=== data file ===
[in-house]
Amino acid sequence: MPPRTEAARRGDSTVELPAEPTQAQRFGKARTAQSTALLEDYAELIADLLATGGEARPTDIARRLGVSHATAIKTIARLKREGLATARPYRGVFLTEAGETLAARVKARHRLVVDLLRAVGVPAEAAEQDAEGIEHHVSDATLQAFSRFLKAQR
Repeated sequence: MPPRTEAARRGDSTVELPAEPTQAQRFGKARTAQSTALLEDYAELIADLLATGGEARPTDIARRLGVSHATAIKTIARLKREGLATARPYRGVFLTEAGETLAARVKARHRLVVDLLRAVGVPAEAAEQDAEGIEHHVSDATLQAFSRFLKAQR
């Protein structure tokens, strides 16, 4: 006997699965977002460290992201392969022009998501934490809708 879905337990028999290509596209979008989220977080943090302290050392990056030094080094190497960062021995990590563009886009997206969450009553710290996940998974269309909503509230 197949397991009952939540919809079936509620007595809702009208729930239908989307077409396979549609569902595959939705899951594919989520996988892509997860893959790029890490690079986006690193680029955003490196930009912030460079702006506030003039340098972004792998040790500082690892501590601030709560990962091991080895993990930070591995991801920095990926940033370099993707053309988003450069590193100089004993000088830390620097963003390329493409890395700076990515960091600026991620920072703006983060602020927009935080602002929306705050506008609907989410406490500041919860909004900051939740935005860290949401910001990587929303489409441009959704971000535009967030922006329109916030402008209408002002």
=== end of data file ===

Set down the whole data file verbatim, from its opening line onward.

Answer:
[in-house]
Amino acid sequence: MPPRTEAARRGDSTVELPAEPTQAQRFGKARTAQSTALLEDYAELIADLLATGGEARPTDIARRLGVSHATAIKTIARLKREGLATARPYRGVFLTEAGETLAARVKARHRLVVDLLRAVGVPAEAAEQDAEGIEHHVSDATLQAFSRFLKAQR
Repeated sequence: MPPRTEAARRGDSTVELPAEPTQAQRFGKARTAQSTALLEDYAELIADLLATGGEARPTDIARRLGVSHATAIKTIARLKREGLATARPYRGVFLTEAGETLAARVKARHRLVVDLLRAVGVPAEAAEQDAEGIEHHVSDATLQAFSRFLKAQR
């Protein structure tokens, strides 16, 4: 006997699965977002460290992201392969022009998501934490809708 879905337990028999290509596209979008989220977080943090302290050392990056030094080094190497960062021995990590563009886009997206969450009553710290996940998974269309909503509230 197949397991009952939540919809079936509620007595809702009208729930239908989307077409396979549609569902595959939705899951594919989520996988892509997860893959790029890490690079986006690193680029955003490196930009912030460079702006506030003039340098972004792998040790500082690892501590601030709560990962091991080895993990930070591995991801920095990926940033370099993707053309988003450069590193100089004993000088830390620097963003390329493409890395700076990515960091600026991620920072703006983060602020927009935080602002929306705050506008609907989410406490500041919860909004900051939740935005860290949401910001990587929303489409441009959704971000535009967030922006329109916030402008209408002002």